Ammonia (anhydrous)

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Infobox on Ammonia (anhydrous)
Example of Ammonia (anhydrous)
Ammonia (anhydrous).jpg
Origin -
Stowage factor (in m3/t)
  • 0.86 kg/m3 (1.013 bar at boiling point)
  • 0.73 kg/m3 (1.013 bar at 15°C)
  • 681.9 kg/m3 at −33.3°C (liquid)
  • 817 kg/m3 at −80°C (transparent solid)
Humidity / moisture -
Ventilation -
Risk factors See text


Anhydrous ammonia is a colorless gas (or liquid); sharp, intensely irritating odour; lighter than air; easily liquefied by pressure.

Ammonia is a compound of nitrogen and hydrogen with the formula NH3. It is a colourless gas with a characteristic pungent odour. Ammonia contributes significantly to the nutritional needs of terrestrial organisms by serving as a precursor to food and fertilizers. Ammonia, either directly or indirectly, is also a building block for the synthesis of many pharmaceuticals. Although in wide use, ammonia is both caustic and hazardous. In 2006, worldwide production was estimated at 146.5 million tonnes. It is used in commercial cleaning products.

Ammonia, as used commercially, is often called anhydrous ammonia. This term emphasizes the absence of water in the material. Because NH3 boils at -33.34°C at a pressure of 1 atmosphere, the liquid must be stored under high pressure or at low temperature. Its heat of vapourization is, however, sufficiently high so that NH3 can be readily handled in ordinary beakers, in a fume hood (i.e., if it is already a liquid it will not boil readily). "Household ammonia" or "ammonium hydroxide" is a solution of NH3 in water. The strength of such solutions is measured in units of baume (density), with 26 degrees baume (about 30% w/w ammonia at 15.5°C) being the typical high concentration commercial product. Household ammonia ranges in concentration from 5 to 10 weight percent ammonia.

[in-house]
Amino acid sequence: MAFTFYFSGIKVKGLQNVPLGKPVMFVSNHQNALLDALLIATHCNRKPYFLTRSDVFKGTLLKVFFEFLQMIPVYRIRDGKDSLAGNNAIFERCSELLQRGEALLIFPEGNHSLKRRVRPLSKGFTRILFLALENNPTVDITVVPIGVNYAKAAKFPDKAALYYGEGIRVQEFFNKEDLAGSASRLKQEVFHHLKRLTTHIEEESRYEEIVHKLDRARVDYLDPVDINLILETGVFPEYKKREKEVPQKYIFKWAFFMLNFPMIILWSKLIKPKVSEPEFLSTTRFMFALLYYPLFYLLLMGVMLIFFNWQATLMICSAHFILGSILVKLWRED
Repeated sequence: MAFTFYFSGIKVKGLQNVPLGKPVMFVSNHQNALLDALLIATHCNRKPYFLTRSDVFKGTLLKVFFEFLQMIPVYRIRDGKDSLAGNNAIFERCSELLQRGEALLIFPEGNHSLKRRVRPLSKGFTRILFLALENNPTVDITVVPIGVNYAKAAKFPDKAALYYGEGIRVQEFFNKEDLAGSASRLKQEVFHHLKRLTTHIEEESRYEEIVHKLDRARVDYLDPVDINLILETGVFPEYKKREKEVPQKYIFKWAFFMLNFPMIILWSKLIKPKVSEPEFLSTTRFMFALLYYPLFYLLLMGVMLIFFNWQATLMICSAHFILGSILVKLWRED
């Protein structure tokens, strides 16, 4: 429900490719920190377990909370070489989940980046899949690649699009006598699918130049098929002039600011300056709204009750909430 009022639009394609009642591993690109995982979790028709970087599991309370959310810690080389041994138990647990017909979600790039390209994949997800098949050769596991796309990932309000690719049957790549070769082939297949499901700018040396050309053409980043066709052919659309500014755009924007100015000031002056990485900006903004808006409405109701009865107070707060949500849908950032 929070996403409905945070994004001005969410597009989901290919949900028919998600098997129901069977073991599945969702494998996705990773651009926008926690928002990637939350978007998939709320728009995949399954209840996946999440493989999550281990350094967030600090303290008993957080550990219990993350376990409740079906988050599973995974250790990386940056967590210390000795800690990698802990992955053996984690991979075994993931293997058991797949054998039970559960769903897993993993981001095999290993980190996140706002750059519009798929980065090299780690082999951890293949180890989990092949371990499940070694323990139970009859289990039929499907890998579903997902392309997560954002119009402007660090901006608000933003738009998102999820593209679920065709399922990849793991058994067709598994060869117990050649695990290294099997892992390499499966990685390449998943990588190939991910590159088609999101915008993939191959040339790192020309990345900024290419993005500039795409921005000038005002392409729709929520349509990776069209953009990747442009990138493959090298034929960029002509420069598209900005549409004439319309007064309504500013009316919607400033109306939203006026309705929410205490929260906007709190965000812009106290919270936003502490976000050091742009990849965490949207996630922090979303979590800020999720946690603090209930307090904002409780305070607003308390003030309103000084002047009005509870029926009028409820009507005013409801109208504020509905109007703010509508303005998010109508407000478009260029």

Derivation: From synthesis gas, a mixture of carbon monoxide, hydrogen, carbon dioxide, and nitrogen (from air) obtained by steam reforming or by partial combustion of natural gas or from the action of steam on hot coke.


Fertilizers, either as such or in form of compounds, e.g., Ammonium Nitrate, manufacture of nitric acid, hydrazine hydrate, hydrogen cyanide, urethane, acrylonitrite, and sodium carbonate; refrigerant, nitriding of steel, condensation catalyst, synthetic fibres, dyeing, neutralizing agent in petroleum industry, latex preservative, explosives, nitrocellulose, urea-formaldehyde, nitroparaffins, melamine, ethyl-enediamine, sulfite cooking liquors, fuel cells, rocket fuel, yeast nutrient, developing diazo films.

Shipment/storage/risk factors

Hazard Inhalation of concentrated fumes may be fatal. TLV: 25 ppm in air. Moderate fire risk, explosive limits in air 16% to 25%. Forms explosive compounds in contact with silver or mercury.

Anhydrous ammonia is classified as toxic (T) and dangerous for the environment (N). The gas is flammable (autoignition temperature: 651°C) and can form explosive mixtures with air (16–25%). The permissible exposure limit (PEL) in the United States is 50 ppm (35 mg/m3), while the IDLH concentration is estimated at 300 ppm. Repeated exposure to ammonia lowers the sensitivity to the smell of the gas: normally the odour is detectable at concentrations of less than 50 ppm, but desensitised individuals may not detect it even at concentrations of 100 ppm. Anhydrous ammonia corrodes copper- and zinc-containing alloys, and so brass fittings should not be used for handling the gas. Liquid ammonia can also attack rubber and certain plastics.

Ammonia reacts violently with the halogens. Nitrogen triiodide, a primary high explosive, is formed when ammonia comes in contact with iodine. Ammonia causes the explosive polymerisation of ethylene oxide. It also forms explosive fulminating compounds with compounds of gold, silver, mercury, germanium or tellurium, and with stibine. Violent reactions have also been reported with acetaldehyde, hypochlorite solutions, potassium ferricyanide and peroxides.

See also: